Open source software (OSS) products are developed in an open, collaborative way, often with much faster innovation cycles than traditional products. The open-source community is driven by everyone and anyone in the community who can help inspect, modify, learn from and share code.
This highly collaborative way of working allows resources to be distributed at a scale beyond a single company and thus, leverage the talents of a larger group that might not usually collaborate. …
Continuing on our Concourse UI Explained series, this week we are taking a look at a Concourse
build page. As always, we will be using our production pipeline as a guide to connect the mapping of an element to their meaning and purpose.
As we discussed previously in the Concourse Pipeline UI Explained, Concourse helps developers visualize the flow of artifacts across
builds. Jobs determine the actions of your pipeline, how resources progress through it. Every
job has a
build plan that determines the sequence of steps to execute the job.
The Concourse UI is continuously growing and improving, and the goal of this article is to surface the latest design elements of the Concourse UI. Using our production pipeline, it will become easier to connect the mapping of an element to its meaning and purpose.
The primary function of the pipeline web view is to show the flow of versioned resources through the connected jobs that make up a Concourse pipeline.
This feature is still in the early stages of development. We are picking up from our previous sneak peak post by James Ma. If you have a comment and want to participate in the conversation please visit the issue on GitHub.
This past week a community member reached out to begin work on a PR for a UI change in Concourse. This sparked some conversations within the team about how might we support this, since a lot of our design assets are private.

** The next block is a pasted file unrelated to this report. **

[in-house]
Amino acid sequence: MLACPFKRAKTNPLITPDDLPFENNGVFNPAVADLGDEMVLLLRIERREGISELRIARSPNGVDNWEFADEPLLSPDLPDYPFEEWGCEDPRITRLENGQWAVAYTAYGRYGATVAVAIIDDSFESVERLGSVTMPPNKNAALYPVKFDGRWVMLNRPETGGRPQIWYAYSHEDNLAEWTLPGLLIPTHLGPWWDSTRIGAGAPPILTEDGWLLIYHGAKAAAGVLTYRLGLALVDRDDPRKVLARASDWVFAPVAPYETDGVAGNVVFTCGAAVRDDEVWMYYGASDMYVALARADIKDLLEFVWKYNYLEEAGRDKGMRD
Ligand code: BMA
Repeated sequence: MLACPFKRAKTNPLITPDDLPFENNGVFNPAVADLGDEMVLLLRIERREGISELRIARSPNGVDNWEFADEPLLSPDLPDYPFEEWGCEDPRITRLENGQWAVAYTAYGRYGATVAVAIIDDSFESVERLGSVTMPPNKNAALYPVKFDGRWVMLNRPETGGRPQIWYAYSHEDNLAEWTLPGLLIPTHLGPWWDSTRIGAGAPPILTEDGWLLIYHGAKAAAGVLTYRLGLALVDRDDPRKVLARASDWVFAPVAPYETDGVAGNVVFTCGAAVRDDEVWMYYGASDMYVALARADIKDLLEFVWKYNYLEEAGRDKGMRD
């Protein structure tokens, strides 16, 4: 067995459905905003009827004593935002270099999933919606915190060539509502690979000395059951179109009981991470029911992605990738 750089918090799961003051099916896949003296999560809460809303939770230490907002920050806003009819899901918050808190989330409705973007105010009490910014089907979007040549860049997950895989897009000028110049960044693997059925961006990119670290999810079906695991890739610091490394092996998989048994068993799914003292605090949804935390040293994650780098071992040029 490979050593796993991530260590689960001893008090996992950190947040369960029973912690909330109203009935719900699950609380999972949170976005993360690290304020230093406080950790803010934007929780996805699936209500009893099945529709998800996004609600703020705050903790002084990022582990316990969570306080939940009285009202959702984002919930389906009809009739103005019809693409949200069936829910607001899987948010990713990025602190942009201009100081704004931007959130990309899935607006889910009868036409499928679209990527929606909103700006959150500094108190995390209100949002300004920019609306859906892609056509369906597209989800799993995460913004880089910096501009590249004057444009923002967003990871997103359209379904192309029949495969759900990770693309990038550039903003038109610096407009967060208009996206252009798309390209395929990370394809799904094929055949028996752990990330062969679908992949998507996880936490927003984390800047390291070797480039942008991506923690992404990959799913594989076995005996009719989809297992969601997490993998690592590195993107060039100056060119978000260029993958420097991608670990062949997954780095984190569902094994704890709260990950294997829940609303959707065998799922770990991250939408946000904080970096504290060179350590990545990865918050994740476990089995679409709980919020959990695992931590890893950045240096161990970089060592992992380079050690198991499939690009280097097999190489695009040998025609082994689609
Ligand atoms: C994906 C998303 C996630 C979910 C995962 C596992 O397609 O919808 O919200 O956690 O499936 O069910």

We started by tagging smaller, less risky issues in the backlog with a
design-snack label. We hope that these
design-snacksmake it more welcoming for contributors begin making UI contributions into the Concourse codebase.
With the growing popularity of Concourse, we noticed that our development teams wanted to observe and monitor multiple pipelines simultaneously. This behaviour wasn’t limited to just Pivotal engineering teams; in fact, it was even more prevalent amongst our Open Source Community. Our users currently solve this by cramming multiple browser windows into TV their monitor view or they use the Concourse Summary (aka Crystal) by David Goddard of the Pivotal Buildpacks team.
So, we embarked on a deeper Discovery effort with the goal of understanding and evaluating our assumptions around how Concourse users were solving this problem today.
I currently manage the Design team focused on delivering the Developer Experience for the Tanzu Modern Applications Platform team at VMware.